In article , frank may
writes
Well, counter rotating props eliminate torque on twin engined
airplanes & on at least some, improves the single engine performance &
handling. However, your question really seems to be about
contra-rotating props, which is the case of a single engine driving 2
props on a co-axial shaft, rotating opposite of each other. Same
thing, it eliminates the torque & therefore makes the airplane more
docile. Contra-rotating props are same shaft, same engine, like a late
Seafire or Shack or Bear. Counter-rotating are separate engines, like
the P-38 or F-82 or several twin engine Pipers.


Then there's the case (unique AFAIK) of the Fairey Gannet. The Double
Mamba engine is in fact two Mambas side by side, each driving one of the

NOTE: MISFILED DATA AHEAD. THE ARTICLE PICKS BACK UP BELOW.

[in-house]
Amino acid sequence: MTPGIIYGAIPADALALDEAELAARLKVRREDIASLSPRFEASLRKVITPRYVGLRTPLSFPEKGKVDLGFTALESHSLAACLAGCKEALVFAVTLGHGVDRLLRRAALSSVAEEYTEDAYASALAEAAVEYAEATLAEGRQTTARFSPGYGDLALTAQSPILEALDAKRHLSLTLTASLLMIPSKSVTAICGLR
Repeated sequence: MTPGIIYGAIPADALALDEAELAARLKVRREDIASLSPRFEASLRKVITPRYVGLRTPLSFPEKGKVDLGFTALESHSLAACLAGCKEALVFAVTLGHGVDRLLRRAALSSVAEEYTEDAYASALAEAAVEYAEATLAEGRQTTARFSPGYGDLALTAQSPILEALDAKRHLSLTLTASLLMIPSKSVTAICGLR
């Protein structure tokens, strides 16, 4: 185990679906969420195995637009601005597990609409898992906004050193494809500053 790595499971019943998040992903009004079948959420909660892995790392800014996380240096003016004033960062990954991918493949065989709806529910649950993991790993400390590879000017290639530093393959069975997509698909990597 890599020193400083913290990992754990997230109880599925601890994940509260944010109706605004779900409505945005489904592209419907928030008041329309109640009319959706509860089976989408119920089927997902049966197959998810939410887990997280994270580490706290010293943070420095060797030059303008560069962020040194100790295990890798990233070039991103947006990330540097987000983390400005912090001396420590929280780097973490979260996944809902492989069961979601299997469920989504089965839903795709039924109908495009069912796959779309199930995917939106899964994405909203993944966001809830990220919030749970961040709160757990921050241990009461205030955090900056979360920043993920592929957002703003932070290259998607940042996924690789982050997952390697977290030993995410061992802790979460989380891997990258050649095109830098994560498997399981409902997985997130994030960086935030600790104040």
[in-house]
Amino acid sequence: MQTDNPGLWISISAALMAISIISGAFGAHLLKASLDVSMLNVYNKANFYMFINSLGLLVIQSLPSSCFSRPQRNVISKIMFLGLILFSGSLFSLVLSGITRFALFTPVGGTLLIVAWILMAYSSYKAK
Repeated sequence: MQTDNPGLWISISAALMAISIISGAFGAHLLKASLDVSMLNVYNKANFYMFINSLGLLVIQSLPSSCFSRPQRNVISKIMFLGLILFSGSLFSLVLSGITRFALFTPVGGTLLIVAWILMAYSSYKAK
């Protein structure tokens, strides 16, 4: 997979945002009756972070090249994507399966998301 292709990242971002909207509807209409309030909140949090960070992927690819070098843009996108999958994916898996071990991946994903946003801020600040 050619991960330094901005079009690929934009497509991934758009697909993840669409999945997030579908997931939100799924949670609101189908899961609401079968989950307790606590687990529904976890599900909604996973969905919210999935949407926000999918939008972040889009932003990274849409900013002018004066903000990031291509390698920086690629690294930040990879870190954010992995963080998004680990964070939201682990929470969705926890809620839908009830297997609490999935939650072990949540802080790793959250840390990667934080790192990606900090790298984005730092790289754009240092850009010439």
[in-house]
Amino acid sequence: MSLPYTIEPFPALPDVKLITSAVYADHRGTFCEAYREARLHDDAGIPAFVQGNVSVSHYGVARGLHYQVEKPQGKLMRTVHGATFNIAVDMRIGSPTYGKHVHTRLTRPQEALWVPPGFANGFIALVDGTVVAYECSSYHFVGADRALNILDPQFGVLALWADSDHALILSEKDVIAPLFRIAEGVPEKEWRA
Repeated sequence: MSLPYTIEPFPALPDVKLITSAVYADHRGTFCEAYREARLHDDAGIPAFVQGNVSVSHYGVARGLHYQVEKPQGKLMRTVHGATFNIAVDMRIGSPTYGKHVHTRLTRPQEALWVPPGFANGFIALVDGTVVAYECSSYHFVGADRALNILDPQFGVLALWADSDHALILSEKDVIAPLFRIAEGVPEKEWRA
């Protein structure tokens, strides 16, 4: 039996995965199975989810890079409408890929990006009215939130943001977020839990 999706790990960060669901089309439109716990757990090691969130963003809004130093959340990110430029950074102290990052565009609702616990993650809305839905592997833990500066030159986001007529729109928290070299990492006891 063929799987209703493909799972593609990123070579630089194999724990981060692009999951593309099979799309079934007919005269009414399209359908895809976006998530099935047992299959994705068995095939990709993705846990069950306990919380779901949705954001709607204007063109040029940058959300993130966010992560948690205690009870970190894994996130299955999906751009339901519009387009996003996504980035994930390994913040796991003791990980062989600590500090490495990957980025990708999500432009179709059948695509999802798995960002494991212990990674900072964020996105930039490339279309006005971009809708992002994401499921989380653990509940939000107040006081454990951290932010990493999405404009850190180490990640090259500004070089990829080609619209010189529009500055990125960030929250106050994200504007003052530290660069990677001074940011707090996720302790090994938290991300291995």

two props. One half could be shut down to allow economical loiter.

As far as torque is concerned, although without a prop, don't forget the
Pegasus in the Harrier. Contra-rotating shafts to balance it so that
hovering is easier/possible.



Yes, apart from torque Gyroscopic precesion is a problem. I believe
the WW2 Me 109s nasty swing on landing and takeoff could be traced to
this prime effect with the problem worsened by the placing of the
undercarriage and the narrow track of it. Precesion is the tendancy
of a gyroscope that is spining on one axis and twisted on a second to
react by twisting on the third.

Also the turbulence of the corkscrew prop wash would effect
aerdynamics in nasty way.

AFAIKS if it weren't for the jet engine prop aircraft were heading for
pusher propellers and/or contra-rotating propellers and speeds of
540mph to 560mph.